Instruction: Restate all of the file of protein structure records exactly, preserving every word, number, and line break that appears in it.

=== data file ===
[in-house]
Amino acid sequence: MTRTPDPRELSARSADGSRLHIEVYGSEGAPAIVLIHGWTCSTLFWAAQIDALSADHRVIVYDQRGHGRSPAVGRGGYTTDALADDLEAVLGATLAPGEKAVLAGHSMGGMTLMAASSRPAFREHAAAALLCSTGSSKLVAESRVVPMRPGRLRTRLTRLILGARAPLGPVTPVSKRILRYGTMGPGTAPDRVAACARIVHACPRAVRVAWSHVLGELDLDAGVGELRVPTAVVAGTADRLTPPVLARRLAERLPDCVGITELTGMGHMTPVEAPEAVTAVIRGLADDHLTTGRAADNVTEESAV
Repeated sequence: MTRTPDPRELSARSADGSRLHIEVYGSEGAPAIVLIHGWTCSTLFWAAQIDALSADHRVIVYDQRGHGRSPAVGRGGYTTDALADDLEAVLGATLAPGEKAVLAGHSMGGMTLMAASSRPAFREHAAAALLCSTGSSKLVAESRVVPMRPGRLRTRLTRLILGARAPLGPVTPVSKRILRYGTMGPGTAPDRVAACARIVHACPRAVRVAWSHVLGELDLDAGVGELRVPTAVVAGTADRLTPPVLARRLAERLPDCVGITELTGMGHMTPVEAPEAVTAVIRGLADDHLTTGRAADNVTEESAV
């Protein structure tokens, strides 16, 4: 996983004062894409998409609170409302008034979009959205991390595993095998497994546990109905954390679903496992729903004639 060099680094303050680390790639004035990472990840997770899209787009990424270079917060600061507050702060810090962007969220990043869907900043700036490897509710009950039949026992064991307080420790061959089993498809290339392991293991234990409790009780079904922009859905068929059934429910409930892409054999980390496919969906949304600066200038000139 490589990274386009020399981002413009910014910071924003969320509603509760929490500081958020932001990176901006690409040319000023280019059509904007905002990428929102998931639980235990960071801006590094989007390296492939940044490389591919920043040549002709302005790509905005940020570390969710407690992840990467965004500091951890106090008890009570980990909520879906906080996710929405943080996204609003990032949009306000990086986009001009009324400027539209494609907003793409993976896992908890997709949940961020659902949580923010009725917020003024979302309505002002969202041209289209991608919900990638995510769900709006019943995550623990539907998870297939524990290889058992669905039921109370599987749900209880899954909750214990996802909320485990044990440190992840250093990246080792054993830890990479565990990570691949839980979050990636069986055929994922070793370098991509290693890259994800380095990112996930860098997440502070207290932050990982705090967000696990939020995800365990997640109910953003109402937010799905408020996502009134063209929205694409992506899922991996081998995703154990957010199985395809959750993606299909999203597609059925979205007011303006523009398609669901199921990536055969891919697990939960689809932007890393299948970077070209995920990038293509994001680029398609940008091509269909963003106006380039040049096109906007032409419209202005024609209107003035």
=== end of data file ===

[in-house]
Amino acid sequence: MTRTPDPRELSARSADGSRLHIEVYGSEGAPAIVLIHGWTCSTLFWAAQIDALSADHRVIVYDQRGHGRSPAVGRGGYTTDALADDLEAVLGATLAPGEKAVLAGHSMGGMTLMAASSRPAFREHAAAALLCSTGSSKLVAESRVVPMRPGRLRTRLTRLILGARAPLGPVTPVSKRILRYGTMGPGTAPDRVAACARIVHACPRAVRVAWSHVLGELDLDAGVGELRVPTAVVAGTADRLTPPVLARRLAERLPDCVGITELTGMGHMTPVEAPEAVTAVIRGLADDHLTTGRAADNVTEESAV
Repeated sequence: MTRTPDPRELSARSADGSRLHIEVYGSEGAPAIVLIHGWTCSTLFWAAQIDALSADHRVIVYDQRGHGRSPAVGRGGYTTDALADDLEAVLGATLAPGEKAVLAGHSMGGMTLMAASSRPAFREHAAAALLCSTGSSKLVAESRVVPMRPGRLRTRLTRLILGARAPLGPVTPVSKRILRYGTMGPGTAPDRVAACARIVHACPRAVRVAWSHVLGELDLDAGVGELRVPTAVVAGTADRLTPPVLARRLAERLPDCVGITELTGMGHMTPVEAPEAVTAVIRGLADDHLTTGRAADNVTEESAV
């Protein structure tokens, strides 16, 4: 996983004062894409998409609170409302008034979009959205991390595993095998497994546990109905954390679903496992729903004639 060099680094303050680390790639004035990472990840997770899209787009990424270079917060600061507050702060810090962007969220990043869907900043700036490897509710009950039949026992064991307080420790061959089993498809290339392991293991234990409790009780079904922009859905068929059934429910409930892409054999980390496919969906949304600066200038000139 490589990274386009020399981002413009910014910071924003969320509603509760929490500081958020932001990176901006690409040319000023280019059509904007905002990428929102998931639980235990960071801006590094989007390296492939940044490389591919920043040549002709302005790509905005940020570390969710407690992840990467965004500091951890106090008890009570980990909520879906906080996710929405943080996204609003990032949009306000990086986009001009009324400027539209494609907003793409993976896992908890997709949940961020659902949580923010009725917020003024979302309505002002969202041209289209991608919900990638995510769900709006019943995550623990539907998870297939524990290889058992669905039921109370599987749900209880899954909750214990996802909320485990044990440190992840250093990246080792054993830890990479565990990570691949839980979050990636069986055929994922070793370098991509290693890259994800380095990112996930860098997440502070207290932050990982705090967000696990939020995800365990997640109910953003109402937010799905408020996502009134063209929205694409992506899922991996081998995703154990957010199985395809959750993606299909999203597609059925979205007011303006523009398609669901199921990536055969891919697990939960689809932007890393299948970077070209995920990038293509994001680029398609940008091509269909963003106006380039040049096109906007032409419209202005024609209107003035």